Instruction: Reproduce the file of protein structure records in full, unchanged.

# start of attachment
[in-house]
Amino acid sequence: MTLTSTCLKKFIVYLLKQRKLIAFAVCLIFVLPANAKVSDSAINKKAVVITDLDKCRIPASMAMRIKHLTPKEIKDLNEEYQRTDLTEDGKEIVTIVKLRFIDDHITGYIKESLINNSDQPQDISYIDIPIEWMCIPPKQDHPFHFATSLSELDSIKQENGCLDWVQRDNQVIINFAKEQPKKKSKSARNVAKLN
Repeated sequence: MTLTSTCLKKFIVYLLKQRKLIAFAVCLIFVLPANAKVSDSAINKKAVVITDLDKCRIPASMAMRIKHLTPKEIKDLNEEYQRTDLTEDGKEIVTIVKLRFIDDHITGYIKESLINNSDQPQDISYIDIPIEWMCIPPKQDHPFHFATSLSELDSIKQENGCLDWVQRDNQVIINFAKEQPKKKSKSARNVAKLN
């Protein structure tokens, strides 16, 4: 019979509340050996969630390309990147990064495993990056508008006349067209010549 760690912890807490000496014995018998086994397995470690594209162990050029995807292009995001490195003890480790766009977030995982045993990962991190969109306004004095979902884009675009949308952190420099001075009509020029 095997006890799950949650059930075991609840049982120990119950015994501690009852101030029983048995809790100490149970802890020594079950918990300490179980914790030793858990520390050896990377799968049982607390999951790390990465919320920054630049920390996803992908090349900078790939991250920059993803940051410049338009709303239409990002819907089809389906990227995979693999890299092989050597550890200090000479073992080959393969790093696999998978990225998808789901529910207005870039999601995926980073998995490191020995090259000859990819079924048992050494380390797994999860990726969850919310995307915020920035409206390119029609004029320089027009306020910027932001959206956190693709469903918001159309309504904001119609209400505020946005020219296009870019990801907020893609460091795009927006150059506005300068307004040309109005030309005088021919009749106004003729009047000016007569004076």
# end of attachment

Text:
[in-house]
Amino acid sequence: MTLTSTCLKKFIVYLLKQRKLIAFAVCLIFVLPANAKVSDSAINKKAVVITDLDKCRIPASMAMRIKHLTPKEIKDLNEEYQRTDLTEDGKEIVTIVKLRFIDDHITGYIKESLINNSDQPQDISYIDIPIEWMCIPPKQDHPFHFATSLSELDSIKQENGCLDWVQRDNQVIINFAKEQPKKKSKSARNVAKLN
Repeated sequence: MTLTSTCLKKFIVYLLKQRKLIAFAVCLIFVLPANAKVSDSAINKKAVVITDLDKCRIPASMAMRIKHLTPKEIKDLNEEYQRTDLTEDGKEIVTIVKLRFIDDHITGYIKESLINNSDQPQDISYIDIPIEWMCIPPKQDHPFHFATSLSELDSIKQENGCLDWVQRDNQVIINFAKEQPKKKSKSARNVAKLN
């Protein structure tokens, strides 16, 4: 019979509340050996969630390309990147990064495993990056508008006349067209010549 760690912890807490000496014995018998086994397995470690594209162990050029995807292009995001490195003890480790766009977030995982045993990962991190969109306004004095979902884009675009949308952190420099001075009509020029 095997006890799950949650059930075991609840049982120990119950015994501690009852101030029983048995809790100490149970802890020594079950918990300490179980914790030793858990520390050896990377799968049982607390999951790390990465919320920054630049920390996803992908090349900078790939991250920059993803940051410049338009709303239409990002819907089809389906990227995979693999890299092989050597550890200090000479073992080959393969790093696999998978990225998808789901529910207005870039999601995926980073998995490191020995090259000859990819079924048992050494380390797994999860990726969850919310995307915020920035409206390119029609004029320089027009306020910027932001959206956190693709469903918001159309309504904001119609209400505020946005020219296009870019990801907020893609460091795009927006150059506005300068307004040309109005030309005088021919009749106004003729009047000016007569004076």